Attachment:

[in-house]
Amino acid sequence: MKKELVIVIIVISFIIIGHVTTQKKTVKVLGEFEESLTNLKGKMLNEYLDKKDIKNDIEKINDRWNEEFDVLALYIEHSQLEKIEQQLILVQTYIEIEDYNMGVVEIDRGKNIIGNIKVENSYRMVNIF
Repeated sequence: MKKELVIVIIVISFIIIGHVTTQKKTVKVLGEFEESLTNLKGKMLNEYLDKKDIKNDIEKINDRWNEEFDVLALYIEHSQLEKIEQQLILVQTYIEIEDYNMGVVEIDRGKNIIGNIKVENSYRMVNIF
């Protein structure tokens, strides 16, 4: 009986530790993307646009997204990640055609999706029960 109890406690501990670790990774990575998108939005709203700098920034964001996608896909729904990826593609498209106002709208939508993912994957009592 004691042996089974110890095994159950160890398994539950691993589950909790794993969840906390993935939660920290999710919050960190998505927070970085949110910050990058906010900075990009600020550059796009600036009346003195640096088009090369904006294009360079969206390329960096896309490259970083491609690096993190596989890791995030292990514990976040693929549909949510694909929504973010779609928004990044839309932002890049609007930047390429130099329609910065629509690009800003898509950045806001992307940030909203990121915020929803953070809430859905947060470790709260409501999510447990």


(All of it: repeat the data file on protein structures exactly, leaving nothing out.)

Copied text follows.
[in-house]
Amino acid sequence: MKKELVIVIIVISFIIIGHVTTQKKTVKVLGEFEESLTNLKGKMLNEYLDKKDIKNDIEKINDRWNEEFDVLALYIEHSQLEKIEQQLILVQTYIEIEDYNMGVVEIDRGKNIIGNIKVENSYRMVNIF
Repeated sequence: MKKELVIVIIVISFIIIGHVTTQKKTVKVLGEFEESLTNLKGKMLNEYLDKKDIKNDIEKINDRWNEEFDVLALYIEHSQLEKIEQQLILVQTYIEIEDYNMGVVEIDRGKNIIGNIKVENSYRMVNIF
């Protein structure tokens, strides 16, 4: 009986530790993307646009997204990640055609999706029960 109890406690501990670790990774990575998108939005709203700098920034964001996608896909729904990826593609498209106002709208939508993912994957009592 004691042996089974110890095994159950160890398994539950691993589950909790794993969840906390993935939660920290999710919050960190998505927070970085949110910050990058906010900075990009600020550059796009600036009346003195640096088009090369904006294009360079969206390329960096896309490259970083491609690096993190596989890791995030292990514990976040693929549909949510694909929504973010779609928004990044839309932002890049609007930047390429130099329609910065629509690009800003898509950045806001992307940030909203990121915020929803953070809430859905947060470790709260409501999510447990």